Departing Lauterbrunnen was bittersweet. While we were excited about going to Munich for Oktoberfest, we were certainly not anxious to leave beautiful Lauterbrunnen behind. We took our time saying goodbye, as best as we could considering we still had to board the train by about 11am.
We enjoyed a leisurely Swiss breakfast of muesli and yogurt, juice, tea, fruit, bread and meats and cheeses, while looking out the large window at the green countryside and enormous, gushing waterfall. We overheard other travelers chatting about the hikes they had planned for the day or the places they wanted to see while they were there, and could barely hide our envy that their time here in Lauterbrunnen had just begun, as ours was drawing to a close.
We sat together on the balcony one last time, taking everything in. Then we put our heavy backpacks on our shoulders, walked down the one main road to the train station, and headed to Munich.
Our train ride was definitely the most crowded one we’d had so far. Since our tickets were for second class seats, there were assigned seats. We scored seats together at the start, but eventually got bumped by people who reserved the same seats. We ended up having to sit separately for a few hours of the trip, but at least we were both in chairs.
During this train ride, we overhear a loud, obnoxious girl from Texas who was driving everywhere around her crazy bragging about how great Texas is because “both Bushes are from Texas.” To which the guy sitting next to her replied, “That’s not something to be proud of.” She talked for the majority of the trip about how great Texas was and reminded me of why many Europeans have a bad impression of Americans.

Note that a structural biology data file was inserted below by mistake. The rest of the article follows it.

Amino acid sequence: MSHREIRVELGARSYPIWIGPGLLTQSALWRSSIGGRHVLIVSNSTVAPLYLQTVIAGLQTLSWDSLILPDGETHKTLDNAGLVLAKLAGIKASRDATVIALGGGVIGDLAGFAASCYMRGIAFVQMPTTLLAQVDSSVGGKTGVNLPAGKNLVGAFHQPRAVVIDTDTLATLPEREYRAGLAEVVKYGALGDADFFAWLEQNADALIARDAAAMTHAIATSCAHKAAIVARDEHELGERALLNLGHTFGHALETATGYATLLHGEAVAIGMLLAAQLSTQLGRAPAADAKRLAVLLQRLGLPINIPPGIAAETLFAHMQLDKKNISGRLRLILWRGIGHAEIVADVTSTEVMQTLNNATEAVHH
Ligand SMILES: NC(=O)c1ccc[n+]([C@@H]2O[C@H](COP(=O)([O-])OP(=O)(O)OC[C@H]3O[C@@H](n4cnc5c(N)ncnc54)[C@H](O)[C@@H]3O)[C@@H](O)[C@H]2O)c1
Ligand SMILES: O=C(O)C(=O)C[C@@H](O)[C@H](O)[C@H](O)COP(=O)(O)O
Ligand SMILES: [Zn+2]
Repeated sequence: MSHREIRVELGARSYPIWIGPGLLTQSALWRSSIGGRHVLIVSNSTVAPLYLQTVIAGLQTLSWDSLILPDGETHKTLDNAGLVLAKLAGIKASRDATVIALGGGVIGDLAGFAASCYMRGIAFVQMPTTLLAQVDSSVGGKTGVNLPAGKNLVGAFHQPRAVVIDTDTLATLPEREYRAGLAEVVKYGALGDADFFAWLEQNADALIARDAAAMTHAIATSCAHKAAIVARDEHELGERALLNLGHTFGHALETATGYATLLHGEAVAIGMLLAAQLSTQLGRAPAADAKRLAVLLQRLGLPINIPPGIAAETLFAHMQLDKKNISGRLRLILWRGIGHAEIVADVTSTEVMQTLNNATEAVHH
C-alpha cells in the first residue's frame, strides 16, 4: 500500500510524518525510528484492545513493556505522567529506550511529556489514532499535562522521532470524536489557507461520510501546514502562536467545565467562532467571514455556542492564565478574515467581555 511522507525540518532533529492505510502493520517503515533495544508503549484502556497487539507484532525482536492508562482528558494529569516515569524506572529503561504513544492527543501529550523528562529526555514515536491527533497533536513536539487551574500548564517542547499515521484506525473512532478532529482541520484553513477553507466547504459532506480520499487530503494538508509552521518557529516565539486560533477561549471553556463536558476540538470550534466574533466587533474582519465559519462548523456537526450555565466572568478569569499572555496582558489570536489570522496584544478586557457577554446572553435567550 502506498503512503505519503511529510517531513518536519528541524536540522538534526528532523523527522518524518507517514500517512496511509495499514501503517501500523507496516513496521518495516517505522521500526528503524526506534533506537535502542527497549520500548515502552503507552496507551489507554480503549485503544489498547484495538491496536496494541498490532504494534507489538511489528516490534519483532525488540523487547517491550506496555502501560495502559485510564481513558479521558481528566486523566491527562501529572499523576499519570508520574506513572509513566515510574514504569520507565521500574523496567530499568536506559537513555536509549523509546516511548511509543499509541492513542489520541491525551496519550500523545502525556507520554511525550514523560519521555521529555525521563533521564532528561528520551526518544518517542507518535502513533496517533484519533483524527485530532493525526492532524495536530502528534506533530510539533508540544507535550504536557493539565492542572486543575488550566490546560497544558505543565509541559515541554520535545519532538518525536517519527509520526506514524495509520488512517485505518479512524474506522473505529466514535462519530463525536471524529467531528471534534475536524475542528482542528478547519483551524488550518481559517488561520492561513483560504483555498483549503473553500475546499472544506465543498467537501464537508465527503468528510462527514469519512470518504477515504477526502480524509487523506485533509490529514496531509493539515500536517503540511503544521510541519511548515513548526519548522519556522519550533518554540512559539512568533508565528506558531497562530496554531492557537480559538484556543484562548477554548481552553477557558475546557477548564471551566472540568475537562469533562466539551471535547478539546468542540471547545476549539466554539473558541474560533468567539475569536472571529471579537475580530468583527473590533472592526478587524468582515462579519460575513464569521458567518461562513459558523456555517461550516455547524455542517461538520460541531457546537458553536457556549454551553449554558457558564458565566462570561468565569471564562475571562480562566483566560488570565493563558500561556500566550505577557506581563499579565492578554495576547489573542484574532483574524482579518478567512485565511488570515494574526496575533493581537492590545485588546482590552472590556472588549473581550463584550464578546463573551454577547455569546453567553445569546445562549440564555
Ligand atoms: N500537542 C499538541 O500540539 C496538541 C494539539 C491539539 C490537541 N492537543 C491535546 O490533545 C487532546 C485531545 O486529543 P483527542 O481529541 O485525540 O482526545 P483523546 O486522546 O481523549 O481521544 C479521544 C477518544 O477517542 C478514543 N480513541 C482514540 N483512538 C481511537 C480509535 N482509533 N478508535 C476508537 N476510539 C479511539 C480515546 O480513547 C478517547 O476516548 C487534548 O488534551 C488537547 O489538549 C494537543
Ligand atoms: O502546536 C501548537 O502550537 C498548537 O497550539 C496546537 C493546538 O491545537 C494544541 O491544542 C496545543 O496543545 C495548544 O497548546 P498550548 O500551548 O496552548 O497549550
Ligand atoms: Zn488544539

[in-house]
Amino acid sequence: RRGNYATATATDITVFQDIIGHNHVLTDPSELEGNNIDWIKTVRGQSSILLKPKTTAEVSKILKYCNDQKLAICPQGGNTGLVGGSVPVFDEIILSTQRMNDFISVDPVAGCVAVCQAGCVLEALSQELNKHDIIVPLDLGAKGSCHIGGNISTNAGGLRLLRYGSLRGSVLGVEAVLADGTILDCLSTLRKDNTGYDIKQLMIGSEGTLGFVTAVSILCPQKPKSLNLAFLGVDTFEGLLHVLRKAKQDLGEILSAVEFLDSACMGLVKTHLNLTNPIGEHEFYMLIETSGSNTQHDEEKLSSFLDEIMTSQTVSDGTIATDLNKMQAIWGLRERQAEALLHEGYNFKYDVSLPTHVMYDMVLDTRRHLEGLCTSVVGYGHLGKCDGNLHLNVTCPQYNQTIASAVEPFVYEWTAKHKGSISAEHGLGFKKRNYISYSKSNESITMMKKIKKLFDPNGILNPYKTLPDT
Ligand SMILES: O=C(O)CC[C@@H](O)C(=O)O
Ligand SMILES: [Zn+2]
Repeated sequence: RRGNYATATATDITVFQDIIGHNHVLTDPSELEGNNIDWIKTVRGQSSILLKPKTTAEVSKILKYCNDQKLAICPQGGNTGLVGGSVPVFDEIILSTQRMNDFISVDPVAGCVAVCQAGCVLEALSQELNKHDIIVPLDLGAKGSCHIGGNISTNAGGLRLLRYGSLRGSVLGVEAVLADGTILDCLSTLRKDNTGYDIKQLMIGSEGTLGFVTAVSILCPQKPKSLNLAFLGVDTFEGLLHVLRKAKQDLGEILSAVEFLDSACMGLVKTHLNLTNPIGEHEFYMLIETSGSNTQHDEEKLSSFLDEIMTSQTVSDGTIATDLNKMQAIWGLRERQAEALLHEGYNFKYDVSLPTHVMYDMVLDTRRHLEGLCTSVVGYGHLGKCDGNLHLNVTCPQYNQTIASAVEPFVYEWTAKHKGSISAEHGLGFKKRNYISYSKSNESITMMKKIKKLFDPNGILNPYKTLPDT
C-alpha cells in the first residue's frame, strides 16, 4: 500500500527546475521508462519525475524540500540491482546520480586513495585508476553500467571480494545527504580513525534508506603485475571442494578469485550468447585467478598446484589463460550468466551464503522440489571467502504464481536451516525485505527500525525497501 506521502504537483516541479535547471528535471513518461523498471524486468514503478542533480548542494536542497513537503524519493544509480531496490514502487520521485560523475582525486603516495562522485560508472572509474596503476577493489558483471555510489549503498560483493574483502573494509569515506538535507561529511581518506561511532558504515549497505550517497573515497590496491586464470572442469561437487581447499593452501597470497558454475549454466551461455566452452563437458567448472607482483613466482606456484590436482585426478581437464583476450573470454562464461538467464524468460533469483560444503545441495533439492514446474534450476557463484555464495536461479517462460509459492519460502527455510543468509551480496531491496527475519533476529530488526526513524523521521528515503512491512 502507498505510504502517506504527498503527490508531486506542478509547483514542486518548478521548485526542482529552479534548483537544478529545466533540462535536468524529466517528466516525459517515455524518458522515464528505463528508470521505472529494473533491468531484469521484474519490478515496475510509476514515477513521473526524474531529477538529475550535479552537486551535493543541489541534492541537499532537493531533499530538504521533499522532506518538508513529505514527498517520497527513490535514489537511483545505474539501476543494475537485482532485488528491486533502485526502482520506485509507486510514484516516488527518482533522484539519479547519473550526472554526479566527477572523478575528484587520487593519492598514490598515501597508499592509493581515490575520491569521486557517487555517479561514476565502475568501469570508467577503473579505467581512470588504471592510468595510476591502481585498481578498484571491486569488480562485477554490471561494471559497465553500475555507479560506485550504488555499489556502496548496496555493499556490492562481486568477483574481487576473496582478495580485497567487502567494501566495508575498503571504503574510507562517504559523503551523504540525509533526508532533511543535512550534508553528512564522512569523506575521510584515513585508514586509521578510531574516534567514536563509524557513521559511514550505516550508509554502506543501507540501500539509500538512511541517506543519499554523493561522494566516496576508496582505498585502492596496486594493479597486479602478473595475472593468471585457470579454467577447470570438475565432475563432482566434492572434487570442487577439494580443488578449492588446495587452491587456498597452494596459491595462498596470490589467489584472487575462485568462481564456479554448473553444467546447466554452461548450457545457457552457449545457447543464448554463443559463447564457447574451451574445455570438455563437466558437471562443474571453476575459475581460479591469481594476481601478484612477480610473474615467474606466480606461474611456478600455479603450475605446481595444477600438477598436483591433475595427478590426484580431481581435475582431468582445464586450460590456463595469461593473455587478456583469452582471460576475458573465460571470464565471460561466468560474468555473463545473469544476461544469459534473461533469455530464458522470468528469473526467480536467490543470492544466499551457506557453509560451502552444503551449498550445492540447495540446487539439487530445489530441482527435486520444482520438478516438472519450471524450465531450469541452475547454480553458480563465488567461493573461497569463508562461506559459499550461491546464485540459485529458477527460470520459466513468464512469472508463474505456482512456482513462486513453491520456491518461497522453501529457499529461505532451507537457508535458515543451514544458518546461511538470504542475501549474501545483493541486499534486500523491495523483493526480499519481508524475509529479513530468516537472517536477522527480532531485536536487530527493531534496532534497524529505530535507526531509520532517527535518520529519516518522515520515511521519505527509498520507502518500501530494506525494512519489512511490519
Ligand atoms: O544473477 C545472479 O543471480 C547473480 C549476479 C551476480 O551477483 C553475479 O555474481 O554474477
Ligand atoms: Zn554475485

Eventually we arrived in Munich and were surprised to see so many people, particularly locals, dressed in traditional German clothes (dirndls for girls and lederhosen for boys). We were anxious to get in the festive spirit of Oktoberfest, so we took a peek at the outfits that were being sold at shops and carts in the train station. They seemed really pricey at first, but we eventually found a cute dress for me and a shirt for Chad at a place that was willing to do a little haggling. Everywhere else the dress alone was going for about 120 euros, but we got both my dress (which was pretty well-made!) and Chad’s shirt for 60 euros total! Not a bad deal.
With yet another thing weighing down our backpacks, we boarded the tram that would take us to our accommodations in Munich… a campsite called The Tent. Yep, we were going to be camping out for the next three days.
Finding a place to stay in Munich at the beginning of Oktoberfest had been incredibly difficult. Most places were booked up and those that weren’t were charging 300 times their usual rates. We stumbled upon this camp site online and it looked to be the cheapest option and the most fun. When we arrived, we quickly set up our tent as the sun was setting and we were running out of those precious daylight hours we needed to see what we were doing. Then we checked our bags in a locker and went to the camp bonfire and got a beer each at the cafeteria area.
We had a great time at the bonfire! We made friends and chatted with people from all over the world, including Australia, South Africa, Amsterdam, and beyond. We were particularly impressed with one couple from Australia that had been traveling around for over two months. They had done the running of the bulls, streaked alongside bike riders in the Tour de France, were joining us for Oktoberfest and then heading to San Francisco to end their trip.
We had a great time and were really glad we had chosen to camp rather than stay in a hotel. This was definitely the most social part of our trip so far. Eventually everyone headed back to their tents to get some sleep because we all had plans of getting to Oktoberfest super early to wait in line and get a spot in a tent. We had only had room to pack one blanket and it was fairly cold, so we spent most of the night huddled together under that one blanket, shivering but happy.